Anyone who saw the Olympics may have gotten a sense of the sophistication of Beijing. Whatever TV can show, it’s nothing compared to the lived experience in China’s capitol city. From its wide boulevards, to trendy shopping areas seemingly without end, to skyscrapers that appear to spring up overnight, Beijing is a city relentlessly on the move. Compared to Nanjing, everything is bigger, wider, fancier, though Nanjing has the edge in pedestrian, bike and motor scooter traffic. Beijng is a car, bus and metro culture.
Exhibition Date: 9 Mar 2007 -22 Apr 2007
School Year: 2006 - 2007
This exhibition explores history, personal narrative, and storytelling in works of 20th-century American art in the Grinnell College Art Collection. Curated by Julia McHugh '07 and Faulconer Gallery Director Lesley Wright.
Catalog for the exhibition From the Book Forest: Commercial Publishing in Late Imperial China, featuring works from the C.V. Starr East Asian Library, University of California, Berkeley. With an essay by Deborah Rudolph, Guest Curator.
SOLD OUT Angela Strassheim's first museum exhibition is also the first exhibition of any kind to include her Left Behind series in its entirety. The catalog, which reproduces all twenty-seven color photographs, includes an essay by Jean Dykstra.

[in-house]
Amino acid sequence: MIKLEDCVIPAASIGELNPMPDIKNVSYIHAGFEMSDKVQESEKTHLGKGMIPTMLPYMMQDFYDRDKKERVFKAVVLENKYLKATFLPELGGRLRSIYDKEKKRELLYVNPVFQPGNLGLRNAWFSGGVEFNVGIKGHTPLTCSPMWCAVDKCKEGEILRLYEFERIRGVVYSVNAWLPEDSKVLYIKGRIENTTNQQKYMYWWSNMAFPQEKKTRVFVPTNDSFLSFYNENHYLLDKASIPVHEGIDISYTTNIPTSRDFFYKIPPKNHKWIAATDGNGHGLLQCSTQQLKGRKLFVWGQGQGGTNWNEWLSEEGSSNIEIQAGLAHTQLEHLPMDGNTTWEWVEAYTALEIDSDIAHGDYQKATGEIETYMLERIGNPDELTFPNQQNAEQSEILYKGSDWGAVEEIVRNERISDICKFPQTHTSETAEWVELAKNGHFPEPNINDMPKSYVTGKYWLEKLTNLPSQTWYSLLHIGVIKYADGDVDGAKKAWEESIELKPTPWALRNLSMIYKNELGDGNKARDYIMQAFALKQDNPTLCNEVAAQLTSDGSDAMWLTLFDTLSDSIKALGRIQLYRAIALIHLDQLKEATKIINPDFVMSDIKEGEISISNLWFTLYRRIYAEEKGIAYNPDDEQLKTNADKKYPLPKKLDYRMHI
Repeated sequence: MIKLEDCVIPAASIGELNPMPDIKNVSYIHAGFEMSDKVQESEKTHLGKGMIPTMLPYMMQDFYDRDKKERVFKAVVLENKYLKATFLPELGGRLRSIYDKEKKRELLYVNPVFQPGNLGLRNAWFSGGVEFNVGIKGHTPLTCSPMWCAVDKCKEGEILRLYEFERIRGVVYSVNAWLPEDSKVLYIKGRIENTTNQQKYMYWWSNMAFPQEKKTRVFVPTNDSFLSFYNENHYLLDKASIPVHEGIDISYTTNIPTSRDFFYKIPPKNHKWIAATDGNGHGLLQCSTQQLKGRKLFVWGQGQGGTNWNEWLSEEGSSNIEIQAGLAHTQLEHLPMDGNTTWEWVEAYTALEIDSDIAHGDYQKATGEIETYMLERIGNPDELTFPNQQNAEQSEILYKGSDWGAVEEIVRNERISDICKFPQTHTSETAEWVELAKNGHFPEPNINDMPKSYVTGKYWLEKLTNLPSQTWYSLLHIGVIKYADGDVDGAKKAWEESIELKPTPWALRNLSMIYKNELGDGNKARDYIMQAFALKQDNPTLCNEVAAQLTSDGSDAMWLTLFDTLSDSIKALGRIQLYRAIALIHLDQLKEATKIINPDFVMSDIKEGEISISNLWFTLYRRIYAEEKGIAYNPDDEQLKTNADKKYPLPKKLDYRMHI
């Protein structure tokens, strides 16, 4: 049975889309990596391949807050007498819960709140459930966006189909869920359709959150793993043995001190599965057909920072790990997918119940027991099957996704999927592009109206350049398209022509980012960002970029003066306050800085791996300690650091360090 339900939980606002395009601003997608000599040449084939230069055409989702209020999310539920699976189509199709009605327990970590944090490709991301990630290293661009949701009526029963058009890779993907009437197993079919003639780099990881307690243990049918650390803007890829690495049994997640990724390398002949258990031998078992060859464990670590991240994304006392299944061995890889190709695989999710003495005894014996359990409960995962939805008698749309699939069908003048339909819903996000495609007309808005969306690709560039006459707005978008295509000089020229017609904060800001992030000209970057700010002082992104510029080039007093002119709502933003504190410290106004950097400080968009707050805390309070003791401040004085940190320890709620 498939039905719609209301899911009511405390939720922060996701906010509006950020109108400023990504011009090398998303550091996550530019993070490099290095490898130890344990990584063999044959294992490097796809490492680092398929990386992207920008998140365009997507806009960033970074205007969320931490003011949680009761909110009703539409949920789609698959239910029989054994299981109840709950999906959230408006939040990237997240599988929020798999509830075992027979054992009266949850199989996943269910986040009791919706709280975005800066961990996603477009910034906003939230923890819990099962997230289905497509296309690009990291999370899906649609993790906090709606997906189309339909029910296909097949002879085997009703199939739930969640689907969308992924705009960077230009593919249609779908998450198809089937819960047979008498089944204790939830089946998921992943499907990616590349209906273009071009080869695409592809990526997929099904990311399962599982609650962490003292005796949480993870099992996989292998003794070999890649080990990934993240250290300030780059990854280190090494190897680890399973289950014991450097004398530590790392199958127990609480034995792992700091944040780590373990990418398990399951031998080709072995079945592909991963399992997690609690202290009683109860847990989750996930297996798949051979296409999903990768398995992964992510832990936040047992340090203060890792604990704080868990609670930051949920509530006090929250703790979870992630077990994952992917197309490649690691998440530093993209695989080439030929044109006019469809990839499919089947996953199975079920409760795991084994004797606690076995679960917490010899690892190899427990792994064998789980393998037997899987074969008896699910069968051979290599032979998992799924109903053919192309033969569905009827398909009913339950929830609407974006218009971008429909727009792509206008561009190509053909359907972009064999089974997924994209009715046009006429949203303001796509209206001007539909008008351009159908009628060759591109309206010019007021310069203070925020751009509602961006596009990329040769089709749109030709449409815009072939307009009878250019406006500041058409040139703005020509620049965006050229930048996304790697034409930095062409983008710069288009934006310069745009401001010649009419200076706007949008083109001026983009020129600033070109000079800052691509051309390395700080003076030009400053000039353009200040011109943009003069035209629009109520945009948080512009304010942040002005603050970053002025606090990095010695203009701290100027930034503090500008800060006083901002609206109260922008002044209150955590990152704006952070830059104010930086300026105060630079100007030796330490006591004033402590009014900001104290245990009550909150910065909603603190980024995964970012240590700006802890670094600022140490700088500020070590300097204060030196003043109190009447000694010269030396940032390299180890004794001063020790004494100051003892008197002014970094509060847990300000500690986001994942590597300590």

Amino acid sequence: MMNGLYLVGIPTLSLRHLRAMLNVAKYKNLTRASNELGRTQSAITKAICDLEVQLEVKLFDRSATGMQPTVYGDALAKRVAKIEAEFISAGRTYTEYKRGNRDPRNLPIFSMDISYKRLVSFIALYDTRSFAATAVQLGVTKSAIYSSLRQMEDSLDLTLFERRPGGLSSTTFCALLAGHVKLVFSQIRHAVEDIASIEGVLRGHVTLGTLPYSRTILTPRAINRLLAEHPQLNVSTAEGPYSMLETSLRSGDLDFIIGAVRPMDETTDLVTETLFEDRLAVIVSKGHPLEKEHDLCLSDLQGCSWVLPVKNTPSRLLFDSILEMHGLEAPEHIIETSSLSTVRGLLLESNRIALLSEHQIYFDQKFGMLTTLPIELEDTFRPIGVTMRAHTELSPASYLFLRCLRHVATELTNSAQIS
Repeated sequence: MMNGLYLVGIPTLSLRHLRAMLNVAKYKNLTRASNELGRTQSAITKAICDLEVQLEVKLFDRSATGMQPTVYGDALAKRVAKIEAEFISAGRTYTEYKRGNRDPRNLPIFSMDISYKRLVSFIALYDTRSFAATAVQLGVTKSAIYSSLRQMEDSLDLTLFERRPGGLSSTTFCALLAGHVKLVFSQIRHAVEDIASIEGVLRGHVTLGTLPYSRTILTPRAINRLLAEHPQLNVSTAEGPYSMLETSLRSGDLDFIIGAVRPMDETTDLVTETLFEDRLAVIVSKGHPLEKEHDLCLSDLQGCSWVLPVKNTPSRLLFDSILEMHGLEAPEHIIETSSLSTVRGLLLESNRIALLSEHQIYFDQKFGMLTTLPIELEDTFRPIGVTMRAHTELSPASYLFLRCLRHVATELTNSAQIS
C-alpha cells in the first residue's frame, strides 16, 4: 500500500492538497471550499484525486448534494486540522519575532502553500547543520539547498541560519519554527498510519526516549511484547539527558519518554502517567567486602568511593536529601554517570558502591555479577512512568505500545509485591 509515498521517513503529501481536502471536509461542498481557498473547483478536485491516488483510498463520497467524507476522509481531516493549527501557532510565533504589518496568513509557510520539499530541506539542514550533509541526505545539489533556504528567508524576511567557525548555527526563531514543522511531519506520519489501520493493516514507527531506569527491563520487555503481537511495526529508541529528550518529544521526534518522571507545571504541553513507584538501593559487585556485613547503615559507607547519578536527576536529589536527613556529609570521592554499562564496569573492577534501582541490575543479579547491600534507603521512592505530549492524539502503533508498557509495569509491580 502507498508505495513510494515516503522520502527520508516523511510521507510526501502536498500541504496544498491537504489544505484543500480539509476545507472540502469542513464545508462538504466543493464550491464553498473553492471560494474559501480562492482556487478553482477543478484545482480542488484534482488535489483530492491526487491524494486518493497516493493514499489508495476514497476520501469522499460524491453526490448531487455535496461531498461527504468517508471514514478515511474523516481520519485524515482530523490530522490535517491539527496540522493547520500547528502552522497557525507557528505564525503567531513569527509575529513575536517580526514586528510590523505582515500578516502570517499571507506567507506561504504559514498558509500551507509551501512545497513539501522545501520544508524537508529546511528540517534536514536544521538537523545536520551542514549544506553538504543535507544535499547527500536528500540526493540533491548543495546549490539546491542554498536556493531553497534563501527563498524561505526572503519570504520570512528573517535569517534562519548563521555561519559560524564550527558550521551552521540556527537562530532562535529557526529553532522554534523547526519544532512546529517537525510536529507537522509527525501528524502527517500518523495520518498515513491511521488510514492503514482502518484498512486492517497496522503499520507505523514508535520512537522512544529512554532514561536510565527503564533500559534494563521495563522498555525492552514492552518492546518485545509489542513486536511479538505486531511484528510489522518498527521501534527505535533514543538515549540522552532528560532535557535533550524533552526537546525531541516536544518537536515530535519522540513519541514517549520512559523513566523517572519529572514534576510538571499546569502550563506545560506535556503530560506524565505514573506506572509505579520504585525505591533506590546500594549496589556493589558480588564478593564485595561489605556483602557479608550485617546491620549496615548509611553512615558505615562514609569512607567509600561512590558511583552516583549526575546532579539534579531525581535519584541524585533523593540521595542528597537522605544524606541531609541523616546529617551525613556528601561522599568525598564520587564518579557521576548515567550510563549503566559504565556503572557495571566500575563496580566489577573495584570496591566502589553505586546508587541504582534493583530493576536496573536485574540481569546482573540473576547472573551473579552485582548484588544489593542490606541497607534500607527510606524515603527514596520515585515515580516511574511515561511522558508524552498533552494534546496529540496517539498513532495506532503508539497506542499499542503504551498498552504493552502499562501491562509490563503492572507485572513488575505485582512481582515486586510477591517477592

Hardcover catalog produced by the Metropolitan Museum of Art, text by Richard Shone. Philip and Janice Levin assembled a remarkable collection, primarily of paintings but also of works on paper and small bronzes, all by French artists or artists working in France between 1840 - 1954. 115 illustrations, including 50 colorplates, bibliography, index.
12 x 12 in., 25 pp
John Milton's complementary poems L'Allegro and Il Penseroso inspired these two series of prints by Tony Crowley. Abstract forms and textured markings provide a visual documentation of Crowley's reactions to opposing ideas, moods, and energies in Milton's work.
For Phoebe Washburn's Faulconer Gallery installation in the summer of 2003, she recycled pieces used from a previous installation. Washburn created a 14-foot tall and 95-foot long curved wall using only small cardboard pieces, drywall screws, and the help of volunteers. To Washburn, her art breaks down the elements of construction to the most basic form. In her words, the process and completed object is so dumb - yet hopefully something amazing emerges from it. 2003.